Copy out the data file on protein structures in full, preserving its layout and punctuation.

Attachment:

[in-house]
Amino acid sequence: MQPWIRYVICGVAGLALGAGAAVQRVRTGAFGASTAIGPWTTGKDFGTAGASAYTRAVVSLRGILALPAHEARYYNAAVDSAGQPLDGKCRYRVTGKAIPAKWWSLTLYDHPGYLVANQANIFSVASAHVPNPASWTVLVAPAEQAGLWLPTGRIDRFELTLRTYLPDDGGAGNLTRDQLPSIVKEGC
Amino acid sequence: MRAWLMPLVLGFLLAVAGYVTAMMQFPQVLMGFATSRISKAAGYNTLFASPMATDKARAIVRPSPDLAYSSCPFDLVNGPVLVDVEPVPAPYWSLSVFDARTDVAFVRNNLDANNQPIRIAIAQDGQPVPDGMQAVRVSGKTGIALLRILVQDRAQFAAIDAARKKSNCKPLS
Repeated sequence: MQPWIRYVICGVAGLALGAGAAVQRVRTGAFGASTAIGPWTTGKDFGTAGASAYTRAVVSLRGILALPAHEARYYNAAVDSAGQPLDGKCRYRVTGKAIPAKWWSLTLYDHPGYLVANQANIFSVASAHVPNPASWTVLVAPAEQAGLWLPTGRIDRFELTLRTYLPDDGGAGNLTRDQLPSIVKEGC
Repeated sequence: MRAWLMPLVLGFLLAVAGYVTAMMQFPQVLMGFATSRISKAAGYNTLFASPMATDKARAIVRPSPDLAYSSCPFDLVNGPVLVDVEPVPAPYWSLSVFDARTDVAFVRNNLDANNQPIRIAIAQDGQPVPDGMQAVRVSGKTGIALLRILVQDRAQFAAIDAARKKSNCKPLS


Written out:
[in-house]
Amino acid sequence: MQPWIRYVICGVAGLALGAGAAVQRVRTGAFGASTAIGPWTTGKDFGTAGASAYTRAVVSLRGILALPAHEARYYNAAVDSAGQPLDGKCRYRVTGKAIPAKWWSLTLYDHPGYLVANQANIFSVASAHVPNPASWTVLVAPAEQAGLWLPTGRIDRFELTLRTYLPDDGGAGNLTRDQLPSIVKEGC
Amino acid sequence: MRAWLMPLVLGFLLAVAGYVTAMMQFPQVLMGFATSRISKAAGYNTLFASPMATDKARAIVRPSPDLAYSSCPFDLVNGPVLVDVEPVPAPYWSLSVFDARTDVAFVRNNLDANNQPIRIAIAQDGQPVPDGMQAVRVSGKTGIALLRILVQDRAQFAAIDAARKKSNCKPLS
Repeated sequence: MQPWIRYVICGVAGLALGAGAAVQRVRTGAFGASTAIGPWTTGKDFGTAGASAYTRAVVSLRGILALPAHEARYYNAAVDSAGQPLDGKCRYRVTGKAIPAKWWSLTLYDHPGYLVANQANIFSVASAHVPNPASWTVLVAPAEQAGLWLPTGRIDRFELTLRTYLPDDGGAGNLTRDQLPSIVKEGC
Repeated sequence: MRAWLMPLVLGFLLAVAGYVTAMMQFPQVLMGFATSRISKAAGYNTLFASPMATDKARAIVRPSPDLAYSSCPFDLVNGPVLVDVEPVPAPYWSLSVFDARTDVAFVRNNLDANNQPIRIAIAQDGQPVPDGMQAVRVSGKTGIALLRILVQDRAQFAAIDAARKKSNCKPLS